One of Spalding’s best loved faces behind the bar, Cliff Boon, has died at the age of 93.
He leaves family including wife, Doris, who was by his side for 27 years at Ye Old White Horse Inn, Churchgate.
The couple had been married for 70 years.
Cliff came from farming stock and was brought up in Stamford, leaving school aged 14 to work in Foster Brothers before joining the RAF for wartime service.
Son Mark said: “You were supposed to be 18 to join but he snuck in a little bit early.”
Cliff was a Morse code operator in West Africa, stationed in Freetown, Sierra Leone, also known as “the white man’s grave” because of the toll taken by malaria.
Mark said: “Quite a lot of his mates either died of malaria or got shipped home, jaundiced, having caught malaria.”
After the war, the couple moved to Ye Olde White Horse, turning it into a homely spot with open fires, building up the business and hosting crib and darts teams.
Mark said: “They were the archetypal landlord and landlady who were always there, apart from a Tuesday night when they used to go to the cinema.”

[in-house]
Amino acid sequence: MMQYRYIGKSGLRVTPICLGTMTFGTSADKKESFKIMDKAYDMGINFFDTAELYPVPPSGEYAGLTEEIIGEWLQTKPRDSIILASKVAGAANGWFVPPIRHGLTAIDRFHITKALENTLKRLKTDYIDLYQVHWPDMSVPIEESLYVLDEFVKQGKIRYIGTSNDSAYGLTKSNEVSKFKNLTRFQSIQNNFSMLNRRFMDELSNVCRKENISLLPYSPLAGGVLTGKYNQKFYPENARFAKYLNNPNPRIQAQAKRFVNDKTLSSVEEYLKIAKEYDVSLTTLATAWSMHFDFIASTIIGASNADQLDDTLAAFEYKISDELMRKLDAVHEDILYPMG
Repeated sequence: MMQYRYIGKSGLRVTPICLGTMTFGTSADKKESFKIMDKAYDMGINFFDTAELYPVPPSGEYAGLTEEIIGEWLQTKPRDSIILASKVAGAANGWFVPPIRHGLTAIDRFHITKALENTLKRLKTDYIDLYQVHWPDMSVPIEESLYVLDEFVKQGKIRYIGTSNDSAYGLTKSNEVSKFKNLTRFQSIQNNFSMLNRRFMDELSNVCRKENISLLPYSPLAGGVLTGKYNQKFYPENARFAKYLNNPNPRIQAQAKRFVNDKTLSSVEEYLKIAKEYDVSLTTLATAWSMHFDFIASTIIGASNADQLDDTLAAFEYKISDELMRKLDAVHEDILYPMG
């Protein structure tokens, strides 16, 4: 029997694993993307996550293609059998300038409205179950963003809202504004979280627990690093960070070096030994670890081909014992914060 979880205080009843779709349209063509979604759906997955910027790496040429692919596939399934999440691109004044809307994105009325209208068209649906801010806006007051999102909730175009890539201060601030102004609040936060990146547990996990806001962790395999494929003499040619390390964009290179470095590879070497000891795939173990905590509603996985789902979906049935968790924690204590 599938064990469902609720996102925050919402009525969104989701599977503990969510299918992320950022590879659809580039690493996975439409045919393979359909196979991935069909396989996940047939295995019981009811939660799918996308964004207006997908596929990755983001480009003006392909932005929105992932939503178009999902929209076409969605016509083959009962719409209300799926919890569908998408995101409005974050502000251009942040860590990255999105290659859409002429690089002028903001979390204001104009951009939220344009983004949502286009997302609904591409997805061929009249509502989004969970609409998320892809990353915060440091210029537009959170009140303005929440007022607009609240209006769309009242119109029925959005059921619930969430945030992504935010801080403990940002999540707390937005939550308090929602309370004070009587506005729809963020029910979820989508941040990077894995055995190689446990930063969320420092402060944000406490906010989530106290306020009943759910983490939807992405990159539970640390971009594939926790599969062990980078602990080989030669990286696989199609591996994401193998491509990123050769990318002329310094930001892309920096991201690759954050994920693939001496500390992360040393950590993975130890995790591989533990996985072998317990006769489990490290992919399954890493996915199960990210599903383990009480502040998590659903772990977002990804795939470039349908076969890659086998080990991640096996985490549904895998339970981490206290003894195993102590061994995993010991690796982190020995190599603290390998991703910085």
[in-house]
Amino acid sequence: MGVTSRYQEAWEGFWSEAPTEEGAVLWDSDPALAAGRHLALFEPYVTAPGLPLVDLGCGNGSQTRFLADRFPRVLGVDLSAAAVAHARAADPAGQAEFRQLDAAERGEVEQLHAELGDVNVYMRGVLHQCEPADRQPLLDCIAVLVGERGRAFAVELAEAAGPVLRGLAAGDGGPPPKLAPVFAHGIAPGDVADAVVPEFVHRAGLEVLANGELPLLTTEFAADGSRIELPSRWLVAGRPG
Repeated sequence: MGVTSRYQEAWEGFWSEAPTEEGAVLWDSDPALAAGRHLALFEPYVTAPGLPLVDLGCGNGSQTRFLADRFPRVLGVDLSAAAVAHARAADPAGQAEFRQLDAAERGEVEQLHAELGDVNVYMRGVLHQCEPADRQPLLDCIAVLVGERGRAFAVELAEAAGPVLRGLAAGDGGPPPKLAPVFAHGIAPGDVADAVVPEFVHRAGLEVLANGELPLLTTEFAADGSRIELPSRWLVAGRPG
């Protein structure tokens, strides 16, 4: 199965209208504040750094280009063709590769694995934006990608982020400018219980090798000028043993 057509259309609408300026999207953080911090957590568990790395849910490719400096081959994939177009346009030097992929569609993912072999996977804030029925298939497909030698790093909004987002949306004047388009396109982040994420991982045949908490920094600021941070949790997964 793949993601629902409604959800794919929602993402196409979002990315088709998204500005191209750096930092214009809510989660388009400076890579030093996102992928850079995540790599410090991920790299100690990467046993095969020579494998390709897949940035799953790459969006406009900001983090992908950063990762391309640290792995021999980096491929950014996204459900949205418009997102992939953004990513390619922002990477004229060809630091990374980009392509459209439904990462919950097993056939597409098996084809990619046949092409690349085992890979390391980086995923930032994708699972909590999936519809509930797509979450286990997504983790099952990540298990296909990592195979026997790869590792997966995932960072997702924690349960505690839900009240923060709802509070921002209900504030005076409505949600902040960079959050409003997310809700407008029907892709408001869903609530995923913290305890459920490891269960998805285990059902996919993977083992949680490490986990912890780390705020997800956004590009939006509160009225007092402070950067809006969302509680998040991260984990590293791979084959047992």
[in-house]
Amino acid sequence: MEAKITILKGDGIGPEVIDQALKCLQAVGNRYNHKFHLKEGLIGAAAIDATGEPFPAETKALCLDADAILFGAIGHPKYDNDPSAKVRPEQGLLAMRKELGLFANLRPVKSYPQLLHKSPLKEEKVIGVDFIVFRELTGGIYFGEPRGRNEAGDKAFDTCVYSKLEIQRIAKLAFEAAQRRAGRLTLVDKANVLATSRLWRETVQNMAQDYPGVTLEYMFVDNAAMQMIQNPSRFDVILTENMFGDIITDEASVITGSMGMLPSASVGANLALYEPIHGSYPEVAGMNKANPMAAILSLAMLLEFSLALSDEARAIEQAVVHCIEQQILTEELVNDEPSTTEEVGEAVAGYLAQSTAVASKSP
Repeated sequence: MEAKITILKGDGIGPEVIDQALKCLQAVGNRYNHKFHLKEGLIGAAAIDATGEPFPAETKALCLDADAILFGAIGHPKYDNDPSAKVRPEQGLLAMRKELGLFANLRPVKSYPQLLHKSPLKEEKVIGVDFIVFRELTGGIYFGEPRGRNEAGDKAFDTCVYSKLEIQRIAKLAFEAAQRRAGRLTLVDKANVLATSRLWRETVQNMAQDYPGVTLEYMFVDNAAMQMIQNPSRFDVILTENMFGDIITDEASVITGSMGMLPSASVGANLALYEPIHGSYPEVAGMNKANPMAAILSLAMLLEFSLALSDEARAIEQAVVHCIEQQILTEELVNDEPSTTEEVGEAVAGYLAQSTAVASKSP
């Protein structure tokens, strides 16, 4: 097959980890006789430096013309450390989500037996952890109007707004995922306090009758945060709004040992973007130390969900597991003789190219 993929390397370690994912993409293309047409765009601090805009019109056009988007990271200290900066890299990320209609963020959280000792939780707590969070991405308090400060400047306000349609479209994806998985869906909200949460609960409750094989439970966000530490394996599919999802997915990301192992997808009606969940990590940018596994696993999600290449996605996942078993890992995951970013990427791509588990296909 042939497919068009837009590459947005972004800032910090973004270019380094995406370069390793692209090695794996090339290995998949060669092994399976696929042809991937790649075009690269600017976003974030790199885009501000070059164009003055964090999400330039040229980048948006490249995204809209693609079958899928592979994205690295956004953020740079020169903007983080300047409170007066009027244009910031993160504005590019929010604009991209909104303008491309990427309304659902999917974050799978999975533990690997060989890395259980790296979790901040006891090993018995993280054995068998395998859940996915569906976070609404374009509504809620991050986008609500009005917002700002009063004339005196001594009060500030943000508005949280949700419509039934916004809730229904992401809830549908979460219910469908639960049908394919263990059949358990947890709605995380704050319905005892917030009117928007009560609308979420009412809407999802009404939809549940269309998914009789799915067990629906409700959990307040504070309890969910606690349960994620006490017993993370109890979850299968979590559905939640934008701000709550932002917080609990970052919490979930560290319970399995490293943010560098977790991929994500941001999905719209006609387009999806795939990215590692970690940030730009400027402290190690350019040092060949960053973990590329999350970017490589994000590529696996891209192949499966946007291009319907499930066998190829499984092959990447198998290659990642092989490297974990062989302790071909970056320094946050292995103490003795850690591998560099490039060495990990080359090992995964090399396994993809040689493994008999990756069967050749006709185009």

The couple worked all year round, including Christmas days, and Cliff provided bars for outside functions.
Mark said: “I think they were quite a feature in the town because the pub was so popular, it was always absolutely rammed.
“All their friends were from the pub and all of the people they ever knew were from there.
“Dad was always the life and soul because he always had a story and he was a good listener as well.”
The couple remained in Spalding after quitting the pub and Cliff, who went to college to study, switched to Social Services, focusing on children with problems. He worked beyond the normal retirement age, stepping down aged 70.
Cliff also leaves a daughter, Pauline, seven grandchildren and three great-grandchildren.
His funeral service takes place at midday on Wednesday, November 22 at South Lincolnshire Crematorium, Surfleet.